People with the severe detox symptoms require medically managed inpatient care. This level of care calls for direct, round-the-clock oversight from a doctor. It also requires direct support from a well-trained support staff. Medically managed care takes place in a hospital or a specialized facility.

The goal of this intense treatment is to protect your health while you deal with the worst effects of addiction. At this level, severe acute detox symptoms are common. To address them, you need an acute level of addiction treatment. This treatment helps you through any life-threatening complications.

A stay in managed care doesn’t usually last for long. Once your condition stabilizes, you can move to a lower level of care.

Continuum of Care for Addiction Treatment – Inpatient (Residential) Care

All people in inpatient addiction treatment have relatively severe addiction symptoms. However, not everyone in residential treatment is the same. For this reason, Level 3 covers a range of inpatient rehab options.

These include:

  • Low-intensity services – These services are designed for people who need residential treatment but require relatively little day-to-day care.
  • Medium-intensity services – These services are designed mostly for teens affected by behavior or temperament issues caused by mental illness.
  • High-intensity services – These services are designed for adults and teens with serious mental or physical problems that don’t require constant medical
    management.

Each degree of intensity increases the level of care for residential rehab. However, all three services share some basic similarities. For example, people in a standard inpatient program have needs that include:

  • A stable, 24/7 treatment environment
  • Regular medical oversight
  • Daily treatment options in the form of medication or behavior therapy

Partial Hospitalization Programs for Addiction Treatment

Partial hospitalization programs (PHPs) share level three of the continuum with intensive outpatient care. However, they differ from intensive outpatient care in one important way. Namely, they’re reserved for people with unstable mental or physical health problems.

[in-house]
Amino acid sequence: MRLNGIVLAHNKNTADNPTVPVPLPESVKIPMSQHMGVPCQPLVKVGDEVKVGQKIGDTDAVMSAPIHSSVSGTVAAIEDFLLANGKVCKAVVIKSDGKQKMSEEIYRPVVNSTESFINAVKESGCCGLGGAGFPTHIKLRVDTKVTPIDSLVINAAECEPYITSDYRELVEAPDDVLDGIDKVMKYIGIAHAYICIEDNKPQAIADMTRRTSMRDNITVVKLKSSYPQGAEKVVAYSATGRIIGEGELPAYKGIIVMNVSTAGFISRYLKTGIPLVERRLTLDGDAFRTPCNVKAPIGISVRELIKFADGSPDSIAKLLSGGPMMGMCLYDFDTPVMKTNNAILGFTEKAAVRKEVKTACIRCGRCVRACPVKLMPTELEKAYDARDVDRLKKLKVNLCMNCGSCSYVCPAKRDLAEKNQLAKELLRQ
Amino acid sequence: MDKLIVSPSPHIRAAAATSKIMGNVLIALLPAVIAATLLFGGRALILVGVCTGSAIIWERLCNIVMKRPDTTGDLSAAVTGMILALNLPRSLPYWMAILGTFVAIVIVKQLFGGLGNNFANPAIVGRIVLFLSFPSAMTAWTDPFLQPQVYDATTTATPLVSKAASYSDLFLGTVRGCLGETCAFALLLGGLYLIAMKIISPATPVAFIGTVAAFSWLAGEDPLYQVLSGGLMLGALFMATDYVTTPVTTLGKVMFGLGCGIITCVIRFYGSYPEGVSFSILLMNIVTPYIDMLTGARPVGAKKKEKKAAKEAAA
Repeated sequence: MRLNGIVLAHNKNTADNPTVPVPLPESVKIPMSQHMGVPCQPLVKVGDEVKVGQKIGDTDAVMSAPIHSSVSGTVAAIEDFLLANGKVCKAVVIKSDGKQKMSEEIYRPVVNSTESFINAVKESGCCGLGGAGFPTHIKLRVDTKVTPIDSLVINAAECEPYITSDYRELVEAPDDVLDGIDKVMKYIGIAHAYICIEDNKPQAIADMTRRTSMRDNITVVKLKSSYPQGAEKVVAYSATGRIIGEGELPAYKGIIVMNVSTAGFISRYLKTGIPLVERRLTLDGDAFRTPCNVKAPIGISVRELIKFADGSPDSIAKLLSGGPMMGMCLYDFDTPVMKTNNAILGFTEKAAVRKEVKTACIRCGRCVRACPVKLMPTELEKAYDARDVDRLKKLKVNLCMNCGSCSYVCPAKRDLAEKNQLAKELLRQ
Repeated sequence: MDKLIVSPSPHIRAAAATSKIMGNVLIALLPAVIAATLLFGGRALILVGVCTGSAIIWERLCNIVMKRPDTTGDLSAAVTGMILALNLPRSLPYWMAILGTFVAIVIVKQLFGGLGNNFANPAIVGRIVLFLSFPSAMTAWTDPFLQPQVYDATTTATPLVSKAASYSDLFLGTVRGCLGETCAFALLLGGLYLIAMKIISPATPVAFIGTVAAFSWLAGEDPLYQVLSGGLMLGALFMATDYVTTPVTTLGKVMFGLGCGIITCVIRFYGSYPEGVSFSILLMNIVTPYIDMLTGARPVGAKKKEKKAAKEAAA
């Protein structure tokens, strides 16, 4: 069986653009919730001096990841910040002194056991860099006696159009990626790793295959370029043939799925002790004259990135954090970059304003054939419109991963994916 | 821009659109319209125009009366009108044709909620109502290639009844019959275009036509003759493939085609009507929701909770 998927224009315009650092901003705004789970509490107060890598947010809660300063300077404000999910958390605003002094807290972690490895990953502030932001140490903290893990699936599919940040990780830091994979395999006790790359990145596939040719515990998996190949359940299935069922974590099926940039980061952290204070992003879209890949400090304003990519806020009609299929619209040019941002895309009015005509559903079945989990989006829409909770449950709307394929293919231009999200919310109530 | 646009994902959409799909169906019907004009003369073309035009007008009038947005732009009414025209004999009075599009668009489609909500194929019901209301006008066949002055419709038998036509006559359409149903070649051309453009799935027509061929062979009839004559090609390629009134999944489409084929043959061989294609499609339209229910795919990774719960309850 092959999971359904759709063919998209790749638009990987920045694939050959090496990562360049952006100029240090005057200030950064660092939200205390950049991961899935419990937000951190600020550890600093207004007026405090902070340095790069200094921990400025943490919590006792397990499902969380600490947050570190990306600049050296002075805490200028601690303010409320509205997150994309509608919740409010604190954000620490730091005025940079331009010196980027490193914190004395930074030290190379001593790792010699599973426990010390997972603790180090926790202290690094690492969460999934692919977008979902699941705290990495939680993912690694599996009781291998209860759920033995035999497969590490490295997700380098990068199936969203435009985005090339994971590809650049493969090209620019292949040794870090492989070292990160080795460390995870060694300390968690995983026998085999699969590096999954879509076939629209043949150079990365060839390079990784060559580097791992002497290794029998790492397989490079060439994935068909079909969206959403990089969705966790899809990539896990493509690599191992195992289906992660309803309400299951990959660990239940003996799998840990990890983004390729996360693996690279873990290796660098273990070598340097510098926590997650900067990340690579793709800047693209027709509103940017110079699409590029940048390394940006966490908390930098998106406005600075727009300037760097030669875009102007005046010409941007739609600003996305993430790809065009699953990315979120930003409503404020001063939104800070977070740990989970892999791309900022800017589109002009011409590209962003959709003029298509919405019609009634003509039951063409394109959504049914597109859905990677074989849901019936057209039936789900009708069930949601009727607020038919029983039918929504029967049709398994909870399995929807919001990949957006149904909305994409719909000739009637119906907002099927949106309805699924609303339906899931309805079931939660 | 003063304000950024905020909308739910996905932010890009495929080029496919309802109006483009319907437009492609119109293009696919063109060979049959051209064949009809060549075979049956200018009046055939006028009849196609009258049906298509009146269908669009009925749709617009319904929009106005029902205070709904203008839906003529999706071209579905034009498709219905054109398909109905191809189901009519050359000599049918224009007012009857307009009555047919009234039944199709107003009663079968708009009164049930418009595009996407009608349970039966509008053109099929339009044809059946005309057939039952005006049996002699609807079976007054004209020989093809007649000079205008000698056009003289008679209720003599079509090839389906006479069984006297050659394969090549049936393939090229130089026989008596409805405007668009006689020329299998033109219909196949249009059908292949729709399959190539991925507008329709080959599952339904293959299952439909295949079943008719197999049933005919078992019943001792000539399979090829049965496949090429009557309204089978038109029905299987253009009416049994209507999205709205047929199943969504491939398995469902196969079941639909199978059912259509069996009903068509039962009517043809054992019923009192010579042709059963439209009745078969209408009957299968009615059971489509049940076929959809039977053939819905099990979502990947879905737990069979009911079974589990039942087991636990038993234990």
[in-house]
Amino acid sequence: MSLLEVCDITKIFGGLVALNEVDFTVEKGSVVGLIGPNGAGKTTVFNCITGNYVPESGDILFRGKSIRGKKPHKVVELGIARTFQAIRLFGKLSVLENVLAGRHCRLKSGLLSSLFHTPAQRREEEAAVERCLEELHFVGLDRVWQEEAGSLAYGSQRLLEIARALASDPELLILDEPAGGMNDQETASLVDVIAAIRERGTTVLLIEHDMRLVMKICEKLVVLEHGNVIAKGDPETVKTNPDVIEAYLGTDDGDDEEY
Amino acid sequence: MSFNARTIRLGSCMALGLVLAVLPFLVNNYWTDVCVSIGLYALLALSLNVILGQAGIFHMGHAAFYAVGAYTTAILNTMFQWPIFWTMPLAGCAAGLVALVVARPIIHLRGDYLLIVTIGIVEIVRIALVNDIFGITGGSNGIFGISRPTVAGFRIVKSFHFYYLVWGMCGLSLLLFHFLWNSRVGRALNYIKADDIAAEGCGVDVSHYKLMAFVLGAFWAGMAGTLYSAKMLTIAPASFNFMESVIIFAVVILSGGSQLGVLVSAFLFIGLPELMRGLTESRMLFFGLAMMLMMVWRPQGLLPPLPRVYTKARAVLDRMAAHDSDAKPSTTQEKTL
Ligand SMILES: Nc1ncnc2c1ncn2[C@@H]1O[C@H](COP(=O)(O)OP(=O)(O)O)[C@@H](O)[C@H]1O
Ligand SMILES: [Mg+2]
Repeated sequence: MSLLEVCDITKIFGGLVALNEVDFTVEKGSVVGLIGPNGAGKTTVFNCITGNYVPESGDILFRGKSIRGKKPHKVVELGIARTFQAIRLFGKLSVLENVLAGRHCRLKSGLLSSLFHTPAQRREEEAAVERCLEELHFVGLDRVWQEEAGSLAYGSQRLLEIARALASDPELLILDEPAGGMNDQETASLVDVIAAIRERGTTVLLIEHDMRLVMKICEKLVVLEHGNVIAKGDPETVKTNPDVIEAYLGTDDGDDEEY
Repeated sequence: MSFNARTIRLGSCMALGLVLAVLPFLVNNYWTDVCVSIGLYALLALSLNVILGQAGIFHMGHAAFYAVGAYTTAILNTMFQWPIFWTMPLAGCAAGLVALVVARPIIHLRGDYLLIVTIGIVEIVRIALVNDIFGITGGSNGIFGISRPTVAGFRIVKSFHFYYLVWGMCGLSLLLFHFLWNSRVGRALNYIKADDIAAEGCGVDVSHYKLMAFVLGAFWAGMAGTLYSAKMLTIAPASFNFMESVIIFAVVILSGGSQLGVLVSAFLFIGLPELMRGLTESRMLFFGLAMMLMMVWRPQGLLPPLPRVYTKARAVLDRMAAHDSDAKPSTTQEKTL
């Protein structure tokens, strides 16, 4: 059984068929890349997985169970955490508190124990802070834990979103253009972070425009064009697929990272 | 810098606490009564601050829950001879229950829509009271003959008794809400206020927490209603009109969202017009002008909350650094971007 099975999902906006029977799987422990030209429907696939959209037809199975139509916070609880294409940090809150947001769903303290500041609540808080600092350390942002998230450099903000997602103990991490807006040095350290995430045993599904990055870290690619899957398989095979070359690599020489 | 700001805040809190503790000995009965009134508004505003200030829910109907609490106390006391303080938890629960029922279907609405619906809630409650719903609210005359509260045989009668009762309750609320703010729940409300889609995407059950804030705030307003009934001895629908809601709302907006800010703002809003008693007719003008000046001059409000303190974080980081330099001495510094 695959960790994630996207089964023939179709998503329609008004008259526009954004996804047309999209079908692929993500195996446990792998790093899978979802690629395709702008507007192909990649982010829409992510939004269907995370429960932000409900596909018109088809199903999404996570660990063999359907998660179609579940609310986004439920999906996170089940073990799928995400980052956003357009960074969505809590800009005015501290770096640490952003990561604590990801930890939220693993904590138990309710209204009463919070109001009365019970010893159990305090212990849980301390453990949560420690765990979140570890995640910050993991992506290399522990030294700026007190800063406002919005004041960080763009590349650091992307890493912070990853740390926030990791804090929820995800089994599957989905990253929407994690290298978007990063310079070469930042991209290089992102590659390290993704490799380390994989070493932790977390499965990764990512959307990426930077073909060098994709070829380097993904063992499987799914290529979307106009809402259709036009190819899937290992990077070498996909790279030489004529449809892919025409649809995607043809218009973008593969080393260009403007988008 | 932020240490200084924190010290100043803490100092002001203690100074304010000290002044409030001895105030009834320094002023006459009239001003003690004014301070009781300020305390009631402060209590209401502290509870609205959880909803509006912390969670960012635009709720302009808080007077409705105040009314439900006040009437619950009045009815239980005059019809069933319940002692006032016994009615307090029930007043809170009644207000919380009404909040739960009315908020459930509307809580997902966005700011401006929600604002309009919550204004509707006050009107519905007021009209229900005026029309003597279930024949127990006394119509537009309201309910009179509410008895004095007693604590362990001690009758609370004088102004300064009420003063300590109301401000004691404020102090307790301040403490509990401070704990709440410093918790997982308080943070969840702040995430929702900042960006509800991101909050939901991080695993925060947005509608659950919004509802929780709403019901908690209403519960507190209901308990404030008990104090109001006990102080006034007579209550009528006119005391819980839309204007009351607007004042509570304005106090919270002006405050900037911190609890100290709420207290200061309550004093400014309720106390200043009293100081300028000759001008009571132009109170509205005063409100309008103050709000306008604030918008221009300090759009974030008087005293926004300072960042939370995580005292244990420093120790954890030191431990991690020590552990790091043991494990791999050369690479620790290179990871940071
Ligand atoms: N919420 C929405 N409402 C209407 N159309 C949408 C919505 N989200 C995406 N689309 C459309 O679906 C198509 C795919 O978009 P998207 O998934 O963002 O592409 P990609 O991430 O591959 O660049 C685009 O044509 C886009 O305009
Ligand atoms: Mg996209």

In PHP rehab, you still live at home. However, you’ll stay in a hospital setting part-time on most days of the week.

Continuum of Care for Addiction Treatment – Intensive Outpatient Care

In intensive outpatient care, you will live at home while receiving help. However, you’ll need to make visits to your treatment facility multiple times a week. You’ll also need to spend a good amount of time there during your visits.

For adults, this level of care requires nine to 19 hours of structured, onsite participation each week. For teenagers, it requires six to 19 hours a week.

Continuum of Care for Addiction Treatment – Outpatient Care

Outpatient addiction treatment forms the next level of the care continuum. People at this level have mild or moderate symptoms of a substance use disorder.

In an outpatient program, you stay at home while receiving help. However, you will still need to make periodic visits to the facility in charge of your care. During these visits, you’ll receive treatment. They also give your doctor the chance to check on your condition and make adjustments.

The treatments used in outpatient programs are basically the same as those used in most inpatient programs. They include medication designed to ease withdrawal or help you remain sober. They also include behavior therapy designed to help you develop a stable, substance-free lifestyle.

Outpatient care can take place in a wide variety of settings. In addition to doctors’ offices, these include:

  • A standalone clinic
  • A clinic at your school
  • Facilities for mental health treatment
  • Aftercare Programs